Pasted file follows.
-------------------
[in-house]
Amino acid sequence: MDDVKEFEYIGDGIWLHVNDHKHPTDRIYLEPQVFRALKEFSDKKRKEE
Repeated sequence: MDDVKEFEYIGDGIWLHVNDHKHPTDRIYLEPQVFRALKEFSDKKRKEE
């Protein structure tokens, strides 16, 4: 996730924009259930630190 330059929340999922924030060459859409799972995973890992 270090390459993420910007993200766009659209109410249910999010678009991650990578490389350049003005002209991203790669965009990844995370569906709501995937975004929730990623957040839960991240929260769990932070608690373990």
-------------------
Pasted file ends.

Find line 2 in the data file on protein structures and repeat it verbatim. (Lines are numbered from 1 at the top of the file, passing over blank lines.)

Amino acid sequence: MDDVKEFEYIGDGIWLHVNDHKHPTDRIYLEPQVFRALKEFSDKKRKEE